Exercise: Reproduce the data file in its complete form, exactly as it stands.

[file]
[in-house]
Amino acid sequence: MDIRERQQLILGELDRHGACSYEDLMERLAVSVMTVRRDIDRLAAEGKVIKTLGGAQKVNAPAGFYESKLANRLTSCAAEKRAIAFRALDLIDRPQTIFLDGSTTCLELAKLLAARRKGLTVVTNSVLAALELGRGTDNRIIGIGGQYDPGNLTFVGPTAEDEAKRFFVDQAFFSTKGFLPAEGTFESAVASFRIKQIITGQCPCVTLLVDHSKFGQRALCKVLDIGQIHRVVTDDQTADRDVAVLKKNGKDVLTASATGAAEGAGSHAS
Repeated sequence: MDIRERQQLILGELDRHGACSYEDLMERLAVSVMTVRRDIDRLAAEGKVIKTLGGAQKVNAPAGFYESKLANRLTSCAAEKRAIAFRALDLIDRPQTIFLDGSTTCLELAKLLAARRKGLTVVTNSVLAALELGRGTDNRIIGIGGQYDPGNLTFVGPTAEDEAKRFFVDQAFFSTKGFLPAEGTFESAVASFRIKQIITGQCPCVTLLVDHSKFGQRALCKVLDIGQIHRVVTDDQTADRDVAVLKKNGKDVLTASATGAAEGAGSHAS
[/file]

[in-house]
Amino acid sequence: MDIRERQQLILGELDRHGACSYEDLMERLAVSVMTVRRDIDRLAAEGKVIKTLGGAQKVNAPAGFYESKLANRLTSCAAEKRAIAFRALDLIDRPQTIFLDGSTTCLELAKLLAARRKGLTVVTNSVLAALELGRGTDNRIIGIGGQYDPGNLTFVGPTAEDEAKRFFVDQAFFSTKGFLPAEGTFESAVASFRIKQIITGQCPCVTLLVDHSKFGQRALCKVLDIGQIHRVVTDDQTADRDVAVLKKNGKDVLTASATGAAEGAGSHAS
Repeated sequence: MDIRERQQLILGELDRHGACSYEDLMERLAVSVMTVRRDIDRLAAEGKVIKTLGGAQKVNAPAGFYESKLANRLTSCAAEKRAIAFRALDLIDRPQTIFLDGSTTCLELAKLLAARRKGLTVVTNSVLAALELGRGTDNRIIGIGGQYDPGNLTFVGPTAEDEAKRFFVDQAFFSTKGFLPAEGTFESAVASFRIKQIITGQCPCVTLLVDHSKFGQRALCKVLDIGQIHRVVTDDQTADRDVAVLKKNGKDVLTASATGAAEGAGSHAS